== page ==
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Digital Repositories and In situ “Virtualized” Data Curation

Data management has focused on buckets almost from Day One; file system buckets, database buckets, backup buckets, archival buckets, and buckets of many other types.  There is a natural tendency to want to consolidate objects with similar attributes to simplify their management and access.

Technologies like cloud computing and “borne digital” information are disruptive because they do not gracefully coexist with the containerized management technique embodied by physical aggregation (i.e., buckets).  Borne digital information can and does appear almost anywhere, in virtually any form, and with cloud-based storage systems, can be stored almost anywhere.

The proliferation of borne digital information throughout the enterprise means that finding and moving it (e.g., to support litigation and eDiscovery) becomes a tedious and time-consuming responsibility.  By tedious and time-consuming, consider the amount of information that has to be combed, the availability of that information (especially when it is on offline media or geographically isolated and subject to access latency).  Consider as well how often such processes need to run to consolidate that information.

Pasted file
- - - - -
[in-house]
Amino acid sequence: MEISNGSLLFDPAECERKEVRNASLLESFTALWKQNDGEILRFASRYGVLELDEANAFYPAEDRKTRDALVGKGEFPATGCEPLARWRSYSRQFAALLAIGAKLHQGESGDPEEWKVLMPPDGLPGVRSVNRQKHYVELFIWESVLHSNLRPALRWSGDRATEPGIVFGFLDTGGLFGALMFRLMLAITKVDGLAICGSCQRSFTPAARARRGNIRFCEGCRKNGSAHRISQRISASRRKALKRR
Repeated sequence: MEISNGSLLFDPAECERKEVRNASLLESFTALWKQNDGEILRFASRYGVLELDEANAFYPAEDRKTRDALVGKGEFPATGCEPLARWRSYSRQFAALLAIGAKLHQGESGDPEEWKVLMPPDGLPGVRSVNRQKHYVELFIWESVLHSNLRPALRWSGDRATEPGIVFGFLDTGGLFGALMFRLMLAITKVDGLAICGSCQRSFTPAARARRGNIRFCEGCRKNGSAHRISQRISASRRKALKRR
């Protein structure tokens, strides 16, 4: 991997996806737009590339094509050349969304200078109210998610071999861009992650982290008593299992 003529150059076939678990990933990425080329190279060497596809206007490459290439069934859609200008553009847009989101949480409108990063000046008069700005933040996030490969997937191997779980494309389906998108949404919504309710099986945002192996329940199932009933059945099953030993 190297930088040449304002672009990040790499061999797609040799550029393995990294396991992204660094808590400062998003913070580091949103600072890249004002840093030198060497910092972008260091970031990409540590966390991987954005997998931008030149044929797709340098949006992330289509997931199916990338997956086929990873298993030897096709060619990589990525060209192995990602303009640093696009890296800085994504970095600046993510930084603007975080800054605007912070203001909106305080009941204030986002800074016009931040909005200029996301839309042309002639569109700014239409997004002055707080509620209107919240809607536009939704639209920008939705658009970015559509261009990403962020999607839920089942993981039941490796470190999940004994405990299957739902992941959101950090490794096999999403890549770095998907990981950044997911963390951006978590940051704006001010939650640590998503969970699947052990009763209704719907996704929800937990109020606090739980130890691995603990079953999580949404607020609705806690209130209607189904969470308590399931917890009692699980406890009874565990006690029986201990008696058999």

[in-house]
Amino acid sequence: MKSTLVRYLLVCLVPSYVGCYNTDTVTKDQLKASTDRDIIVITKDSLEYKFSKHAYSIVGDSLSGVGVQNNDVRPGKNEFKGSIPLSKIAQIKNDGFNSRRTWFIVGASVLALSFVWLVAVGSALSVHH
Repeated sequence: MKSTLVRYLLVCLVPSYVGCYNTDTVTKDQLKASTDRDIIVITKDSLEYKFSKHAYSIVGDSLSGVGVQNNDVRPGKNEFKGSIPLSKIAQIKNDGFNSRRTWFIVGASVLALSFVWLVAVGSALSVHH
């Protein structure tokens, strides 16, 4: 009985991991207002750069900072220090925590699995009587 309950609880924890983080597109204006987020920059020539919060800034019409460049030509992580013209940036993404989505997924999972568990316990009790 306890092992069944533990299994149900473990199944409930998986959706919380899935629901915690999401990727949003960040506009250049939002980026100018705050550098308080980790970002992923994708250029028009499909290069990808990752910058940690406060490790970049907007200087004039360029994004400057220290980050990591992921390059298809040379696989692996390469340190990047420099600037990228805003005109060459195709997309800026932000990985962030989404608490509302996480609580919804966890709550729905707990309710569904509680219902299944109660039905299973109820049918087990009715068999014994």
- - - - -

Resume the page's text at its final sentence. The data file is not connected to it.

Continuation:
Obviously, in an age of virtualization, what is needed is a virtualized bucket (“vBucket”).  In situ is latin for "in place" or "in position."  In archeological terms, in situ refers to an artifact that has not been moved from its original place of deposition. In other words, in situ means stationary, or "still."  Thus, instead of moving information around the enterprise to consolidate; why not manage it in place – in situ?

Managing archival objects in place avoids a number of disadvantages:

·         The amount of data in the typical enterprise makes it unwieldy or impossible to continually scour file systems and move data into segregated containers; imagine cloud-based storage assets with petabyte or even exabytes of data,

·         Segregating archival information into physical containers increases the vulnerability of media or other errors affecting this information

There are advantages to in-situ management as well:

·         Information can be migrated to new technologies without specialized procedures or planning